The joint international team comprised 17 Chinese and 17 international experts from other countries, the WHO, the Global Outbreak Alert and Response Network (GOARN), and the World Organisation for Animal Health (OIE). The Food and Agriculture Organization of the United Nations (FAO) participated as an observer. Following initial online meetings, a joint study was conducted over a 28-day period from 14th January to 10th February 2021 in the city of Wuhan, People’s Republic of China.
The summary of the report, published on 30th March 2021, explains that an epidemiology working group closely examined the possibilities of identifying earlier cases of Covid-19 through studies from surveillance of morbidity due to respiratory diseases in and around Wuhan in late 2019. It also drew on national sentinel surveillance data; laboratory confirmations of disease; reports of retail pharmacy purchases for antipyretics, cold and cough medications; a convenience subset of stored samples of more than 4,500 research project samples from the second half of 2019 stored at various hospitals in Wuhan, the rest of Hubei Province and other provinces.
In none of these studies was there evidence of an impact of the causative agent of Covid-19 on morbidity in the months before the outbreak of Covid-19. Furthermore, surveillance data on all-cause mortality and pneumonia-specific mortality from Wuhan city and the rest of Hubei Province were reviewed. The documented rapid increase in all-cause mortality and pneumonia-specific deaths in the third week of 2020 indicated that virus transmission was widespread among the population of Wuhan by the first week of 2020. The steep increase in mortality that occurred one to two weeks later among the population in the Hubei Province outside Wuhan suggested that the epidemic in Wuhan preceded the spread in the rest of Hubei Province.
The report states that many of the early cases were associated with the Huanan market, but a similar number of cases were associated with other markets – and some were not associated with any markets. Transmission within the wider community in December could account for cases not associated with the Huanan market which, together with the presence of early cases not associated with that market, could suggest that the Huanan market was not the original source of the outbreak.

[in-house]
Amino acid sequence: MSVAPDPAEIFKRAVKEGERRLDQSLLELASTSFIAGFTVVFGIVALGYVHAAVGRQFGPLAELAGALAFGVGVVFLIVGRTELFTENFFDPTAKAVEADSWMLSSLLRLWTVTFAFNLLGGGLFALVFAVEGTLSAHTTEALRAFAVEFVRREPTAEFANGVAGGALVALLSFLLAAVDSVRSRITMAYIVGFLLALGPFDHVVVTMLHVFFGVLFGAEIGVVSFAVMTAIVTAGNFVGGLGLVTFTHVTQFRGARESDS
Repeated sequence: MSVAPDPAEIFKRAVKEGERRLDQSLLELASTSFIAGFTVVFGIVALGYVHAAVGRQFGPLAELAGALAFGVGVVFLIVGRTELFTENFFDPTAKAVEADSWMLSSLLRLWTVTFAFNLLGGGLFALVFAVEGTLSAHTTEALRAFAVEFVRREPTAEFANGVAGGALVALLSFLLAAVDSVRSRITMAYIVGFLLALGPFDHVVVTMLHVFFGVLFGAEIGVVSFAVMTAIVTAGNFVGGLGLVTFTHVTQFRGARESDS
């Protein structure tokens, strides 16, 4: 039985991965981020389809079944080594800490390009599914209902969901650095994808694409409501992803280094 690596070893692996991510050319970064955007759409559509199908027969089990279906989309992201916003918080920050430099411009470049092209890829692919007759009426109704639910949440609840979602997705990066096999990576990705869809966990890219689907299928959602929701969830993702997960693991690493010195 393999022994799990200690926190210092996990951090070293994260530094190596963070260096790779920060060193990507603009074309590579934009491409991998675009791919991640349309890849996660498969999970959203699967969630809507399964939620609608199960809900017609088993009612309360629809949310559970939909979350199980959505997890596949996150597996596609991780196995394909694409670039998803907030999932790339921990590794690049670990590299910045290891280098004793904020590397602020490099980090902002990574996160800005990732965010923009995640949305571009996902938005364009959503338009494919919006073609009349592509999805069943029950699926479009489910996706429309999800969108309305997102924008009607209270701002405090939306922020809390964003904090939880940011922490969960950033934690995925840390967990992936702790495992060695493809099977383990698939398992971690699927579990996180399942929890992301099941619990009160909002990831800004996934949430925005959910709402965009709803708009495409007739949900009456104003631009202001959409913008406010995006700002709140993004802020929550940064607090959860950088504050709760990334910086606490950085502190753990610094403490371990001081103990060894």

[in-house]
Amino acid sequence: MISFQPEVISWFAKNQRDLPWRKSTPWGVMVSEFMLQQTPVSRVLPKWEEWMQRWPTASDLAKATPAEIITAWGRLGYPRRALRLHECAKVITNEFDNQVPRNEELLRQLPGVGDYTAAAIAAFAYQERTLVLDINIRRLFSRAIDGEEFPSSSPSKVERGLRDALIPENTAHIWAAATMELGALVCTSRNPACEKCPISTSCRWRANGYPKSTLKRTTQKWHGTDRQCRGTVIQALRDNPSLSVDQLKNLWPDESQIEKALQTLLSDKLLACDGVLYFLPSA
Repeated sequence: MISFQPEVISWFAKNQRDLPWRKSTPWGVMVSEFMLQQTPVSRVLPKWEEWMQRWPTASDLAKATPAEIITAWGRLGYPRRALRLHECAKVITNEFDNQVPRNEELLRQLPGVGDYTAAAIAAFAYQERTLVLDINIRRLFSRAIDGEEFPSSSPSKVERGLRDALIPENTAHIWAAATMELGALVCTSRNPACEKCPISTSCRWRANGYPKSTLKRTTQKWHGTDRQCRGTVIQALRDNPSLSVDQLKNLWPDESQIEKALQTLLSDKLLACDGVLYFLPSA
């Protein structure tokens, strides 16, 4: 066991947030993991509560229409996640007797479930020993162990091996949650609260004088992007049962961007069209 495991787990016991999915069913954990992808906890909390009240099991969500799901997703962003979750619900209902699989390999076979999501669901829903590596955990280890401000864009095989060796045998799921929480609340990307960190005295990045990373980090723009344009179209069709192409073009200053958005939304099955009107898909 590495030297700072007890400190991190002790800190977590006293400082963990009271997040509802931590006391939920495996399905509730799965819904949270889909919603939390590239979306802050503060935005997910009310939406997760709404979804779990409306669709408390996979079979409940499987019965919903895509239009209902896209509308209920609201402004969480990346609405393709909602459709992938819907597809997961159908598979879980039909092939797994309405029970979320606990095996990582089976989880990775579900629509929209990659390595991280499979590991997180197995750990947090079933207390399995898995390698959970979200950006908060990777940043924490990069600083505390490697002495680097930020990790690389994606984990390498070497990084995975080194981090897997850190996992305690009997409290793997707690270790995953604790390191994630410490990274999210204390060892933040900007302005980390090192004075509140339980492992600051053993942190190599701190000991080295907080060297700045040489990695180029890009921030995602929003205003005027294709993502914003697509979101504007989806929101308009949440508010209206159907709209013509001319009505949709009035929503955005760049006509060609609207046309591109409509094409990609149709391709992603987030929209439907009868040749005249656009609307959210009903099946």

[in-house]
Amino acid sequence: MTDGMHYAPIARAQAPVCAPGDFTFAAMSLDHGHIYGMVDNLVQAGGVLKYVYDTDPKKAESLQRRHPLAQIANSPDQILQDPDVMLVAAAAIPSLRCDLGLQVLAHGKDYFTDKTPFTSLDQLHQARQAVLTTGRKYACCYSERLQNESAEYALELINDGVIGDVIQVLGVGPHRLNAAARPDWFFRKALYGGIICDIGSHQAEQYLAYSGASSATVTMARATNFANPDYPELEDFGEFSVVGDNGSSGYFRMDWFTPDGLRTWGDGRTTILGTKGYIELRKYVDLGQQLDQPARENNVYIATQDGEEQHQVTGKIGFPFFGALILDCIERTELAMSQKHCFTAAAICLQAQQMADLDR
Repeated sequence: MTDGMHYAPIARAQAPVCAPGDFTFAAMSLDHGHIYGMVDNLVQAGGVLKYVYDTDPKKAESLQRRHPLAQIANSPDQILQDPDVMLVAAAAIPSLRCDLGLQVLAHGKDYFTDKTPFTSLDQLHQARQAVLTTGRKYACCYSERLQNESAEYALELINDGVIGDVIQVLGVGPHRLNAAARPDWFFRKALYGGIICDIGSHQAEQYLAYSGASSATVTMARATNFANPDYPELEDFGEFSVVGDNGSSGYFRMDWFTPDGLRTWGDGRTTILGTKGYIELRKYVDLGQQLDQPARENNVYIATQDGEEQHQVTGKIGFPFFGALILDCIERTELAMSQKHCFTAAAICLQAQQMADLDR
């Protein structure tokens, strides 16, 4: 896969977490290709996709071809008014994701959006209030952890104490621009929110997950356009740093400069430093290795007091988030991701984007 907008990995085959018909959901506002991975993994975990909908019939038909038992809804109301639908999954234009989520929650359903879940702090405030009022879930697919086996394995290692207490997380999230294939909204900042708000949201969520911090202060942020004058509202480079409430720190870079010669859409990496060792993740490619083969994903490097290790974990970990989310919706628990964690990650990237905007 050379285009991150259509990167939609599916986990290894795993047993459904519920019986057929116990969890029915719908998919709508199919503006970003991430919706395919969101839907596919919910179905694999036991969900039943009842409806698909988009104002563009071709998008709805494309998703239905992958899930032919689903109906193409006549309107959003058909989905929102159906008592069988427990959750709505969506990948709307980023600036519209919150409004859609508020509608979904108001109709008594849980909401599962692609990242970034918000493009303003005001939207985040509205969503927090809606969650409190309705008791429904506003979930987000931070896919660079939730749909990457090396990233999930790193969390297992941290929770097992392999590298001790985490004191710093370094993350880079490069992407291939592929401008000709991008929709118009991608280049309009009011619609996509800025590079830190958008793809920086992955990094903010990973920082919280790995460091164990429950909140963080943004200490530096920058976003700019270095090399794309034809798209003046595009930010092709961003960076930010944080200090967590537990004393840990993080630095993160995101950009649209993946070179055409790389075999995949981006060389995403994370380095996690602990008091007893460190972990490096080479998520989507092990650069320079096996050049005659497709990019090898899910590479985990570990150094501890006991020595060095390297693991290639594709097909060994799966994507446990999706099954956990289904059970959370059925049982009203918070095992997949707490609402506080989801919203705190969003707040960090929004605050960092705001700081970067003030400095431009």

Other milder cases that were not identified, however, could provide the link between the Huanan market and early cases without an apparent link to the market. No firm conclusion therefore about the role of the Huanan market in the origin of the outbreak, or how the infection was introduced into the market, can currently be drawn.
With a firm conclusion yet to be drawn on the source of the virus in terms of specific location, what of the host animal or medium that could have brought this into the human ecosystem?
The molecular epidemiology and bioinformatics working group examined the genomic data of viruses collected from animals. “Evidence from surveys and targeted studies so far have shown that the coronaviruses most highly related to SARS-CoV-2 are found in bats and pangolins, suggesting that these mammals may be the reservoir of the virus that causes Covid-19,” the report states. However, it adds that neither of the viruses identified so far from these mammalian species is sufficiently similar to SARS-CoV-2 to serve as its direct progenitor.
The high susceptibility of mink and cats to SARS-CoV-2 suggests that additional species of animals may act as a potential reservoir, yet there is further inconclusion when the report goes on to state that there has still been no evidence of wider animal infections in China despite ‘extensive testing’.